US2514139A - Torsional vibration damper - Google Patents

Torsional vibration damper Download PDF

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Publication number
US2514139A
US2514139A US730434A US73043447A US2514139A US 2514139 A US2514139 A US 2514139A US 730434 A US730434 A US 730434A US 73043447 A US73043447 A US 73043447A US 2514139 A US2514139 A US 2514139A
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Prior art keywords
flywheel
casing
chamber
damper
opposing
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US730434A
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Bernard E O'connor
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Houdaille Hershey Corp
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Houdaille Hershey Corp
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    • FMECHANICAL ENGINEERING; LIGHTING; HEATING; WEAPONS; BLASTING
    • F16ENGINEERING ELEMENTS AND UNITS; GENERAL MEASURES FOR PRODUCING AND MAINTAINING EFFECTIVE FUNCTIONING OF MACHINES OR INSTALLATIONS; THERMAL INSULATION IN GENERAL
    • F16FSPRINGS; SHOCK-ABSORBERS; MEANS FOR DAMPING VIBRATION
    • F16F15/00Suppression of vibrations in systems; Means or arrangements for avoiding or reducing out-of-balance forces, e.g. due to motion
    • F16F15/10Suppression of vibrations in rotating systems by making use of members moving with the system
    • F16F15/16Suppression of vibrations in rotating systems by making use of members moving with the system using a fluid or pasty material
    • F16F15/167Suppression of vibrations in rotating systems by making use of members moving with the system using a fluid or pasty material having an inertia member, e.g. ring
    • F16F15/173Suppression of vibrations in rotating systems by making use of members moving with the system using a fluid or pasty material having an inertia member, e.g. ring provided within a closed housing
    • YGENERAL TAGGING OF NEW TECHNOLOGICAL DEVELOPMENTS; GENERAL TAGGING OF CROSS-SECTIONAL TECHNOLOGIES SPANNING OVER SEVERAL SECTIONS OF THE IPC; TECHNICAL SUBJECTS COVERED BY FORMER USPC CROSS-REFERENCE ART COLLECTIONS [XRACs] AND DIGESTS
    • Y10TECHNICAL SUBJECTS COVERED BY FORMER USPC
    • Y10TTECHNICAL SUBJECTS COVERED BY FORMER US CLASSIFICATION
    • Y10T74/00Machine element or mechanism
    • Y10T74/21Elements
    • Y10T74/2121Flywheel, motion smoothing-type
    • Y10T74/2122Flywheel, motion smoothing-type with fluid balancing means

Description

July 4, 1950 B. E. O'CONNOR TORSIONAL VIBRATION DAMPER 2 Sheets-Sheet 1 Filed Feb. 24, 1947 R m r N u\ t 2.0 v Q I 0 & H Q E 0 NW N V E Q m 3 5 MN NM 1950 B. E. O'CONNOR 2,514,139

TORSIONAL VIBRATION DAMPER Filed Feb. 24, 1947 2 Sheets-Sheet 2 E'qzi Patented July 4, 1950 TORSIONAL VIBRATION DAMPER Bernard E. OConnor, Buffalo, N. Y., assignor to Houdaille-Hershey Corporation, Detroit, Mich, a corporation of Michigan Application February 24, 1947, Serial N 0. 730,434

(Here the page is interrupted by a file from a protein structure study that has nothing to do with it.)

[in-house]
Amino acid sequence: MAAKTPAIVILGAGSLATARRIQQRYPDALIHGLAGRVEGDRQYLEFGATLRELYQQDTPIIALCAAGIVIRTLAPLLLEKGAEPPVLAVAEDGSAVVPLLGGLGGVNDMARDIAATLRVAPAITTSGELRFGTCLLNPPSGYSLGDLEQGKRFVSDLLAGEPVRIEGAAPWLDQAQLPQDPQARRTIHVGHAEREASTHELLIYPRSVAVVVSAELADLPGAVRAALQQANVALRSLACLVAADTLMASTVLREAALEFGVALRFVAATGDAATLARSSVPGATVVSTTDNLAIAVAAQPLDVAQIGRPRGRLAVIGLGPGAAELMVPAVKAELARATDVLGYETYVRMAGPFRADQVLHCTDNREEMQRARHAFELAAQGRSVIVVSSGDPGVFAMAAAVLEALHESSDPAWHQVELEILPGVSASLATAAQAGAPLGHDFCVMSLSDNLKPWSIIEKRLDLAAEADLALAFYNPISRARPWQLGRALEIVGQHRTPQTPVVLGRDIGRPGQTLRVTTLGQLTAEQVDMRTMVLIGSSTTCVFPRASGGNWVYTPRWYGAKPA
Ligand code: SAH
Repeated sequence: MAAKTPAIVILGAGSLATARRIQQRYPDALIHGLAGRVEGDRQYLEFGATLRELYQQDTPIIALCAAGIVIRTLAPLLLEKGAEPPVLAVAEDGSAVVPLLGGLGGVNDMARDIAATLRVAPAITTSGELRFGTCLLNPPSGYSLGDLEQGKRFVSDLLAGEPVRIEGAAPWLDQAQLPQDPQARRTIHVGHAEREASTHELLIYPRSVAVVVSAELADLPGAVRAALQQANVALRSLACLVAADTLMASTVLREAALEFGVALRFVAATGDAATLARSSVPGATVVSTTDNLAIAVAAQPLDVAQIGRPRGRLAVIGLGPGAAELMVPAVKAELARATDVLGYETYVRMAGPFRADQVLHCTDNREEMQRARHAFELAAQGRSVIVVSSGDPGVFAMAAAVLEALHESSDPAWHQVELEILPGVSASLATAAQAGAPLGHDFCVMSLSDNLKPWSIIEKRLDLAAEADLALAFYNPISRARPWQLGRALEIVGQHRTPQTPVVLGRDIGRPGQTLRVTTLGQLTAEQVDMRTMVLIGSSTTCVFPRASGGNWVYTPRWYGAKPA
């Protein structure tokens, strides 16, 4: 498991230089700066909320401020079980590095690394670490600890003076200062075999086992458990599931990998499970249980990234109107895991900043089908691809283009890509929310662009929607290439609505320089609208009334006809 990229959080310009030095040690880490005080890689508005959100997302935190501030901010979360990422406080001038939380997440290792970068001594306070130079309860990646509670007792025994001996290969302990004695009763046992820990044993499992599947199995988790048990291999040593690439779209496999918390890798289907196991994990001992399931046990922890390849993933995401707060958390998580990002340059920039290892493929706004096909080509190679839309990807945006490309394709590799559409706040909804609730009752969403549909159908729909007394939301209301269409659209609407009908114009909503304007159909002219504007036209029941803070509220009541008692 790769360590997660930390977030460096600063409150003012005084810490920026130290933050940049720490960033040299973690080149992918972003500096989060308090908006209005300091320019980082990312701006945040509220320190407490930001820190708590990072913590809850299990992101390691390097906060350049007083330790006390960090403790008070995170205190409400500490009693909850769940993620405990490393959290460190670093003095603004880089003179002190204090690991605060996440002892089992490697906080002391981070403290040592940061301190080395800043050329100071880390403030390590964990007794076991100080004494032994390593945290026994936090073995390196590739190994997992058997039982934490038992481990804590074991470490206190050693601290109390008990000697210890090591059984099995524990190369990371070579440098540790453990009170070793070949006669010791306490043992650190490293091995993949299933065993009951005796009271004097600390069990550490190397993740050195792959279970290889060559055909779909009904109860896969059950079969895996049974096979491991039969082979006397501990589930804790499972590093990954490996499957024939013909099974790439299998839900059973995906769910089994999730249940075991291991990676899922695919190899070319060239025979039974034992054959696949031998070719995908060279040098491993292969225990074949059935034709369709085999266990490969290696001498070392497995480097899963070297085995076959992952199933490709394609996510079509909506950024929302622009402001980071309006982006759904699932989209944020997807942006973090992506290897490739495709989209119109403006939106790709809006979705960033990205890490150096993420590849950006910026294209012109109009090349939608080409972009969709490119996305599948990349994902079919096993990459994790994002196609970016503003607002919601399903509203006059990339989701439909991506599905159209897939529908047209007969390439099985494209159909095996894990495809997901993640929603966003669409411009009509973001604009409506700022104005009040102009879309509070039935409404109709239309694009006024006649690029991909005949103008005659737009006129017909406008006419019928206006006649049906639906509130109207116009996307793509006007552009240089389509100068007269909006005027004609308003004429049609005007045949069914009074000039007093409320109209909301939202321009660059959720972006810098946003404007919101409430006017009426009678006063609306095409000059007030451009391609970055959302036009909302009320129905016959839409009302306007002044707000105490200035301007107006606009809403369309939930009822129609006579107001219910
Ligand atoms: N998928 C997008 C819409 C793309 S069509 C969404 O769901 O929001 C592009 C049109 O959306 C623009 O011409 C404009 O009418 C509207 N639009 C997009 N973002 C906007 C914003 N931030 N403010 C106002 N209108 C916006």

Claims. (CL 74-574) This invention relates to improvements in vibration dampers and is more especially directed to flywheel type dampers for overcoming torsional oscillations or vibrations in rotary masses such as crankshafts.

An important object of the present invention is to provide an improved torsionalvibration damper of the type wherein the shear resistance of a viscous fluid between the closely spaced opposing surfaces of a flywheel and a flywheel casing is. relied upon as a yieldable coupling for the flywheel and easing.

Another object of the invention is to improve the construction of such torsional vibration dampers to render the same substantially fully self-adjustable with respect to the operative components.

A further object of the invention is to improvethe construction of vibration dampers to effect substantial economies in manufacturing costs.

Yet another object of the invention is to provide a torsional vibration damper of improved efficiency yet simplified construction and lower cost.

Other objects, features and advantages of the present invention will be readily apparent from the following description of certain preferred embodiments thereof taken in conjunction with the accompanying drawings, in which:

Figure 1 is a front elevational view of a torsional vibration damper embodying features of the invention and with a certain portion thereof broken away to reveal certain details of structure;

Figure 2 is a diametrical sectional view through the damper of Figure 1, taken substantially on line II;

Figure 3 is a diametrical sectional view through a modified form of the damper; and

Figure 4 is a diametrical sectional view through a further modified form of the damper.

In all forms of the damper, a high inertia damping mass in the form of a flywheel is housed within a casing, the walls of which are in close proximity to the opposing walls of the flywheel, and a viscous fluid, such as a silicone intervening between the casing and the flywheel affords a yieldable coupling due to its drag and shear resistance tending to restrain relative motion, and especially high speed motion between the flywheel and the casing.